This is our name. The word in Northern Paiute (our language) means Human Being. Most Native Peoples, Inuit, Navajo, Apache, refer to themselves as “Human Beings” in their own languages. They may receive names from other groups and over the years, these names will sometimes stick.
History has treated the Numu to a wide variety of names. In the past, we have mistakenly been called “Shoshones,” “Snakes”, “Digger Snakes”, “Bannocks,” “Pah-Utes,” “Piutes,” “Northern Paiutes,” and “Paviotso,” by Indian agents, anthropologists, and even other Native Americans. “Paiute” is most common. The usual explanation combines our word for water, pa-a, with a directional stem, -ute. In one version, Utah Indians (Utes) indicated a Nevada tribe who lived closer to the Pacific Ocean, i.e. Pa-Utes. Smith and Mason Valleys, in Northwestern Nevada have been the home of the Numu since around 1000 A.D. It is generally accepted that we arrived here from the desert country of southern California around that time.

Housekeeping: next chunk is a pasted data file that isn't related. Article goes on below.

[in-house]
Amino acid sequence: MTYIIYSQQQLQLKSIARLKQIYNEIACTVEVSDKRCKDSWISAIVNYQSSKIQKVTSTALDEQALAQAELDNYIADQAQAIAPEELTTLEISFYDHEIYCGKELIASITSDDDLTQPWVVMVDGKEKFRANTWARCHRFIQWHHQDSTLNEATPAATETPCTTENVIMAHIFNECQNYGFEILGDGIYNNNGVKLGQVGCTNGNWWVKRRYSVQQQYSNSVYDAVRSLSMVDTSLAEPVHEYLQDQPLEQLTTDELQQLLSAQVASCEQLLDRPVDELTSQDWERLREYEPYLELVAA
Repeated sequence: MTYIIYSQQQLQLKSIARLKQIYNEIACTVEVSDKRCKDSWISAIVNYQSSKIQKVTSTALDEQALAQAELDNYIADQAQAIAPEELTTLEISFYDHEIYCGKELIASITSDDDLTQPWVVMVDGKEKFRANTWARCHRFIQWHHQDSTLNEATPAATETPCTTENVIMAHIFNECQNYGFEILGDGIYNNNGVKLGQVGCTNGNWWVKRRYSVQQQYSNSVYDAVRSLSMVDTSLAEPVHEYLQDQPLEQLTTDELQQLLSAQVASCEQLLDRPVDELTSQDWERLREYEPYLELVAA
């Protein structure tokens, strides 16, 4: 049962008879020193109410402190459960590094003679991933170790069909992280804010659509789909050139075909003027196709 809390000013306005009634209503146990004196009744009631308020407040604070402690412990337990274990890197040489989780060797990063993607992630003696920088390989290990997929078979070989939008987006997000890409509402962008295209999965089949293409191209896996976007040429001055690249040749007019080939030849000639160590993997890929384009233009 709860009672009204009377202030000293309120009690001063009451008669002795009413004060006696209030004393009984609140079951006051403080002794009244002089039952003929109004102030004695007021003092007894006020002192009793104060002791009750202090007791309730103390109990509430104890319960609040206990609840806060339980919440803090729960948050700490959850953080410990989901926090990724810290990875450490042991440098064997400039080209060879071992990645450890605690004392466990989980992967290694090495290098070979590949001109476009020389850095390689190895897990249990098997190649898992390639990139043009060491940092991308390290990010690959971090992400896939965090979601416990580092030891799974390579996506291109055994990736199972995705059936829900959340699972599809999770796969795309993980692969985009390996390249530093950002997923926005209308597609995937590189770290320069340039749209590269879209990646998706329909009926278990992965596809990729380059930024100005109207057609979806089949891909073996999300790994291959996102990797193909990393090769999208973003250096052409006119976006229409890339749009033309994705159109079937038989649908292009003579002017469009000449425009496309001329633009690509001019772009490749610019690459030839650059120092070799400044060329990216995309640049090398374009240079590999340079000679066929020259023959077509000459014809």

Taboose-ddukaka and Padutse-ddukaka were widely recognized as the Native name of our people. Taboose, the Nut Grass, or grass bulb that grows along the Walker River and was harvested as food by early Numu, along with Padutse, another plant found wherever water was abundant along creek beds mainly were also taken as food.